How exciting are the Olympics? This has been an opportunity to see fantastic feats of human performance. The athletics, cycling, rowing have been the sports I’ve watched the most with exciting races and achievements. Along with this I’ve seen the vulnerability of athletes exhausted by their effort. Also I’ve noticed a number of athletes who have missed out on gold apologising on TV, saying sorry for what they feel is below expectation performance.
GB is sitting third in the medal table with 52 in total behind China with 80 and USA with 90. UK Sport set the target of winning at least 47 medals which was the medal haul at the Beijing Olympics in 2008 when GB came fourth overall. So was this a courageous goal? Was equalling the Beijing haul audacious or was it safe? Whatever you think GB has exceeded the target and the games are not finished yet.
On an individual level we have seen courageous goals achieved and exceeded. Personal bests achieved, Olympic and world records smashed. It is as if the Olympics creates an environment in which athletes feel the need to step up, but also the ability, energy, and belief that they can deliver more than ever before. Anything is possible. This applies to us all, not just Olympians. How can I create for myself and my coaching clients the true and unshakeable belief that courageous goals are possible and not ridiculous? How do I avoid playing safe and allowing the fear of failure becoming more present than the belief in possibilities and opportunities? This is about creating the conditions, so the environment physically and psychologically supports risk and audacity while challenging and pushing so that greatness flourishes.
During the Olympics I have seen superhuman performance. But I have also seen vulnerability. For example my friend Alan Campbell collapsed after winning bronze in the single sculls and was helped by Sir Steve Redgrave. It’s interesting to watch this video to see this vulnerability http://www.bbc.co.uk/sport/0/olympics/19114000. We all have this vulnerability inside us, it may remain hidden, but it is there. However, when have you been exhausted by the effort you put into an activity? Has there been times when you have put heart and soul into a task, or have you held back to conserve energy, and so not achieved the highest performance level possible? Accepting vulnerability seems part of the journey towards achievement, denying it or hiding it may mean we are not prepared to put everything into an activity. What conditions do we need to create so coachees feel able to be vulnerable?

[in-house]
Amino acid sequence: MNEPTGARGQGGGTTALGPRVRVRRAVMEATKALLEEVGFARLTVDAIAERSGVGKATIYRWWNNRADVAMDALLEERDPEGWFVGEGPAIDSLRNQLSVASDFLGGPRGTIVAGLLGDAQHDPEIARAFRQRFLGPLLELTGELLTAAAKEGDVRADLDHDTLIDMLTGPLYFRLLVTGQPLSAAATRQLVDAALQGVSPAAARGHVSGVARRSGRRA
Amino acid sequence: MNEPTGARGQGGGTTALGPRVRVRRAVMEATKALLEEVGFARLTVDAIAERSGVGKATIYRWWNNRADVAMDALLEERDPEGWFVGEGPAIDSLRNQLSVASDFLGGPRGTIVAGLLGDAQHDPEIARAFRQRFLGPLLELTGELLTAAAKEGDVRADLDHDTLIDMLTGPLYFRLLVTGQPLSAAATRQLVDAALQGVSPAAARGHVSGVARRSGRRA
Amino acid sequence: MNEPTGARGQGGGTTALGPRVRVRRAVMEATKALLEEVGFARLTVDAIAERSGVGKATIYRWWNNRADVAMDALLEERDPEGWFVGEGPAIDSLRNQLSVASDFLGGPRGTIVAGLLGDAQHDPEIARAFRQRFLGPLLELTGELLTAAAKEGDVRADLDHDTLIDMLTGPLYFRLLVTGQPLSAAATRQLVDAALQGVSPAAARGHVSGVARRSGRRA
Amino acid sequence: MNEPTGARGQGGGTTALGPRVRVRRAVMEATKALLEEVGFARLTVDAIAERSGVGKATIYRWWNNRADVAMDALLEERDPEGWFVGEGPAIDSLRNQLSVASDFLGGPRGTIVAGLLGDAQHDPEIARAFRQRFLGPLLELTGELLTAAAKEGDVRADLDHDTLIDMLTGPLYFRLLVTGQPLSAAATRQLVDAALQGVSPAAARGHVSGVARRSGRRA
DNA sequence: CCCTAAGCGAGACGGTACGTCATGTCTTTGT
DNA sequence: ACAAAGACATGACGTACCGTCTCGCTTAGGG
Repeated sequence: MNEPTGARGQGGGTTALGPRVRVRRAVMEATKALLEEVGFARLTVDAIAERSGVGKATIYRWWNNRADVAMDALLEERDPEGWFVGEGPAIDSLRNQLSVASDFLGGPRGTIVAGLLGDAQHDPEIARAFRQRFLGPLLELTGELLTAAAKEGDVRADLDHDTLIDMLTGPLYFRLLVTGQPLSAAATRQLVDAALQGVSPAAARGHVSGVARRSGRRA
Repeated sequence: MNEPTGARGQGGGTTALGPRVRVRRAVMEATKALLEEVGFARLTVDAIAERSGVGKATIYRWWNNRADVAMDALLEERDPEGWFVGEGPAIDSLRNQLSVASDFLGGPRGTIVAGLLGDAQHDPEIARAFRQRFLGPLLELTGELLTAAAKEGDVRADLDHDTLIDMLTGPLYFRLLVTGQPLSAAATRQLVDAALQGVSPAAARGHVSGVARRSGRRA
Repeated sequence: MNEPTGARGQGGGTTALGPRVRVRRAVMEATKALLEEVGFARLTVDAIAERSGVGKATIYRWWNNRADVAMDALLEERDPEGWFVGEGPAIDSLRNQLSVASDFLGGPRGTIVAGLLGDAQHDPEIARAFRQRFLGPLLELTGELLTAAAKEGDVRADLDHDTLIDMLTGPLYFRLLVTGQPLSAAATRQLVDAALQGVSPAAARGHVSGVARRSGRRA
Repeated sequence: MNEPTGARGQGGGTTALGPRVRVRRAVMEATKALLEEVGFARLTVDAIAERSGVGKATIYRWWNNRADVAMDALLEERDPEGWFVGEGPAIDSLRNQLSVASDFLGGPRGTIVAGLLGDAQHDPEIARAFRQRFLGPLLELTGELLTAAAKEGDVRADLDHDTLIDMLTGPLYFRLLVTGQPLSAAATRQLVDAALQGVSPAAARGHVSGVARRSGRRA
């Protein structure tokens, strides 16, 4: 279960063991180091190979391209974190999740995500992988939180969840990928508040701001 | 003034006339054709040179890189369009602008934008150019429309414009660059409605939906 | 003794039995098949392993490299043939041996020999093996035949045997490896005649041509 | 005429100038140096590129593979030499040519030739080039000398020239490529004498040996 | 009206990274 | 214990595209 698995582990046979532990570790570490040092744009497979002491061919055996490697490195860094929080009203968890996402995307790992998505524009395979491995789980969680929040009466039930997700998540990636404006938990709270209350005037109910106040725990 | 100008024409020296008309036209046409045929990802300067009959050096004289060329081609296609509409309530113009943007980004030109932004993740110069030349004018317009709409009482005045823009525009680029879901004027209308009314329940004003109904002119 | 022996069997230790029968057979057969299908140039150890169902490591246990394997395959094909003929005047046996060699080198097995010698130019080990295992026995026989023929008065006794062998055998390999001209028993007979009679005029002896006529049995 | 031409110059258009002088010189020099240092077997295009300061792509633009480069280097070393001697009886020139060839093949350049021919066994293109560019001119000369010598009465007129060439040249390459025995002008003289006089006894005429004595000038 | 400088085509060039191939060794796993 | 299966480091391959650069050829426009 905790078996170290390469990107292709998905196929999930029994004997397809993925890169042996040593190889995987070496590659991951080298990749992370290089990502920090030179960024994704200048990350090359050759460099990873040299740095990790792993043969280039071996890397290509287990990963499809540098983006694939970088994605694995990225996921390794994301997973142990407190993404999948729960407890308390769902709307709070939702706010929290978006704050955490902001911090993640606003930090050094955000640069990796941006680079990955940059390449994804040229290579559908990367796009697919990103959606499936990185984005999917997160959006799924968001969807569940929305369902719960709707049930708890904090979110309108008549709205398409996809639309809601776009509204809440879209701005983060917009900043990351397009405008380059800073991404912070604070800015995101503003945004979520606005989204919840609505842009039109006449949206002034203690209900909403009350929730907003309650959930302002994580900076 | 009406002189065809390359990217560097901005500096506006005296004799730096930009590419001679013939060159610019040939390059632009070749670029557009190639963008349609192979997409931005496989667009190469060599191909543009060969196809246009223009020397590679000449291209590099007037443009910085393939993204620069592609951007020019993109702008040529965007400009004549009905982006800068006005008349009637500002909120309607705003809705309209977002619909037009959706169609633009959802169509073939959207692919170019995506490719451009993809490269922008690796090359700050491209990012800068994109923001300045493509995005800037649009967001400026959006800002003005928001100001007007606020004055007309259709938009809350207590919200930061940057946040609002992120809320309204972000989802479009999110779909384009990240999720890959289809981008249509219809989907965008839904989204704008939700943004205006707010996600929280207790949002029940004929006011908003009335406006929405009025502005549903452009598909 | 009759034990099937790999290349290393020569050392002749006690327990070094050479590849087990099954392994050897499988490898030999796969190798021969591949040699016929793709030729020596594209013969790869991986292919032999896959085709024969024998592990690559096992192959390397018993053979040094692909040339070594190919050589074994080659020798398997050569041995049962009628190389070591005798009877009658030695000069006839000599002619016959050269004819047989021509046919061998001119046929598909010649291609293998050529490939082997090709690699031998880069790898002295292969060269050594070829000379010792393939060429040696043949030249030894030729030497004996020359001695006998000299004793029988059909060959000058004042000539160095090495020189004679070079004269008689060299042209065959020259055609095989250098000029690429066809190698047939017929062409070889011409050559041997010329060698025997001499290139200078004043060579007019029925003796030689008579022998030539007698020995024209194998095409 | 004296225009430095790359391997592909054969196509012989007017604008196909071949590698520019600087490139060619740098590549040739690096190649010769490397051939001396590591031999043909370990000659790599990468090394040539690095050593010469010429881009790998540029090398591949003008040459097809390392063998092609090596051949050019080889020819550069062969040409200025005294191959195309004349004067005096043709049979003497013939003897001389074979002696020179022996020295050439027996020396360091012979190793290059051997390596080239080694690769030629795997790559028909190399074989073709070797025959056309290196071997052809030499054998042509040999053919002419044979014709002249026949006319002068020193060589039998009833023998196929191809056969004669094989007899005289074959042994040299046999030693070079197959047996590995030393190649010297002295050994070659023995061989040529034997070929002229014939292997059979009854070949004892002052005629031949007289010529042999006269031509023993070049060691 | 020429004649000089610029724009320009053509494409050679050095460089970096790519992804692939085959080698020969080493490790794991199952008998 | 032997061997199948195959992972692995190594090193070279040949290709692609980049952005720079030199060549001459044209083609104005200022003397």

There has been a great surge of expectation for home athletes, and I’ve seen a number interviewed after their competition and say sorry to the watching public for not achieving gold, or a medal of any colour. It is as if they feel accountable to the country for their performance and need to apologies. Who do we or our coachees feel accountable to and to what extent?
I feel that this blog sounds very achievement orientated. To go fastest, highest, scoring the most points and winning a medal are the most important things. I don’t think this is the whole story. For an athlete to have the single drive towards a medal once every four years seems a target too slender and vague. The athlete must enjoy the journey and the process of training, challenging themselves day after day to be better than the day before.
For each of us we can define our own measure of success, this may be achievement based or our journey around new experiences. However, like athletes we can challenge ourselves to be better than the day before. Anything is possible.
We’d welcome your thoughts via the Challenging Coaching Linked In Group